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New to the community; Need advice...


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Hey everyone,

 

My name is Jonathan and I currently work as a physician here in Las Vegas, NV. Tomorrow I'm planning on visiting a flight school because I'm considering changing jobs. I was thinking of going through the training and working on medi-flights. Currently I make about $70,000.00 a year and like my job, but I'm really wanting to fly helicopters. I'm 27 married with a newborn. Think this is a smart carrer move?

 

Thanks,

 

Jonathan

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Easy, keep your day job and fly on the weekends. You should be able to afford flying lessons. You are just starting out as a Dr. and your salary can only go up from there! After you shell out $70,000 for training and you starve for about 8-10 years building hours you might be back to that $70,000 a year salary. Of course you will have moved 27 times and been divorced by then also. If you really get the bug, see if your local area has a search and resue helicopter (Las Vegas Metro has a huey). Then you can volunteer to be a flight Dr. and get all the flight time you want. Just my to cents and it would be an easy decision for me.

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Wise words from Eagle1.

 

Also, pilots (who are unable to fly for whatever reason) who wish to be pilots will always watch helicopters as they fly over and wish they were up there. As a doctor you may watch doctors in the ER with the same desire to change positions as you drop off another patient as an EMS pilot. Find what your career passion is and do that. That way you'll only be looking at yourself and be content with what you are currently doing.

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Here is one other consideration.

 

Generally speaking (I have no direct knowledge, I'm just repeating what I've heard) HEMS operators prefer that their pilots have no medical training. The rationale is that you can't serve two masters. As a pilot, you have to consider the safety of the crew above all else. If you accept a mission in marginal weather based on how seriously the patient is injured or if you rush the takeoff because you know that every second counts, you could all die. There is an ongoing debate among HEMS pilots about the need to consider patients as nothing more than cargo who are probably going to die anyway. This disconnect of compassion allows the pilot to do his/her job deliberately and safely. As a doctor, you may have a hard time doing this.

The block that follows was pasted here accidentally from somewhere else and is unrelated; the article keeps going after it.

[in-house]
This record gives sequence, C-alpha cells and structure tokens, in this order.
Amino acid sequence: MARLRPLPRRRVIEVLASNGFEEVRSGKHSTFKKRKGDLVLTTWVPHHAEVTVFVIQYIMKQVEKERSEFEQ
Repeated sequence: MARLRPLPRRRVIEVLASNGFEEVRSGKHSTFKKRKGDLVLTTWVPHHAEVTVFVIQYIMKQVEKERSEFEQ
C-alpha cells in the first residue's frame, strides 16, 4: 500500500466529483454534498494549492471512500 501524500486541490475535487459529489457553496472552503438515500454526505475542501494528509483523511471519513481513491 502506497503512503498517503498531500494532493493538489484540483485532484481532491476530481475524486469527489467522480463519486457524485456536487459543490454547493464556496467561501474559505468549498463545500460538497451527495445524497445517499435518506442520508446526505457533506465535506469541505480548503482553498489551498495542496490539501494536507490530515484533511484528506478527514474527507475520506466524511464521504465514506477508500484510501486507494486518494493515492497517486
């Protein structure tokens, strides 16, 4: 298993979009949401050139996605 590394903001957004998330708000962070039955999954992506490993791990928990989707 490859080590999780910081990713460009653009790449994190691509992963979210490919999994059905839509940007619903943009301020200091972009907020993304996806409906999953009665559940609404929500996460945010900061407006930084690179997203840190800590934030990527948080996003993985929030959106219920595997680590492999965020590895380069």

If I were you...

 

I would buy an R-22 and get instruction in it all the way through CFI. Then I would work as a CFI on the weekends until I had built up the magic 1000 hrs. After that, I would go fly in the canyon for a year or two and then on to something else. If you decide that you don't want to make a complete career change, you could always continue working as a flight instructor or just fly for pleasure. You might also have some doctor friends who would go in with you on a new R-44!

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Generally speaking (I have no direct knowledge, I'm just repeating what I've heard) HEMS operators prefer that their pilots have no medical training. The rationale is that you can't serve two masters. As a pilot, you have to consider the safety of the crew above all else. If you accept a mission in marginal weather based on how seriously the patient is injured or if you rush the takeoff because you know that every second counts, you could all die. There is an ongoing debate among HEMS pilots about the need to consider patients as nothing more than cargo who are probably going to die anyway. This disconnect of compassion allows the pilot to do his/her job deliberately and safely. As a doctor, you may have a hard time doing this.

Years ago when I asked operators about their feelings about their pilots having medical training/experience it was as you say. They felt they wanted pilots focusing on the front office, not goings-on in the back. So they viewed the medical experience as a disadvantage. That seems to have changed, at least at some operators, who recognize that it can be valuable to have a pilot who is more integrated in the TEAM, and can better assist with patient handling on the ground (not pulling out IVs & ET airways, being able to ventilate momentarily, patient packaging, etc.). I know one HEMS pilot that is also an anesthesiologist - he said he has no difficulty seperating, and is glad to let the med crew do their own work.

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Our company suffered a crash a few years ago.....the pilot was also an RN and frequently worked as a flight nurse on the same aircraft. After examining all the facts, they concluded that his mind was definitely somewhere else at the time of the crash. Whether or not the nurse thing came into play, they don't have dual positions anymore and discourage the hiring of pilots with any medical training.

 

I've heard my med crew talk about a pilot at my base (long before I got here) that was also a chiropractor. Anytime they picked up a patient with a spinal injury, he started jumping into their conversations on what nerves are pinched and such. Needless to say, the crew didn't like it and would politely tell him to "shut up and fly."

 

Of course, on the other side of the coin, I don't appreciate a nurse or medic that has 40-50 hrs of flight time questioning everything I do--after the flight is over, we can talk about it.....

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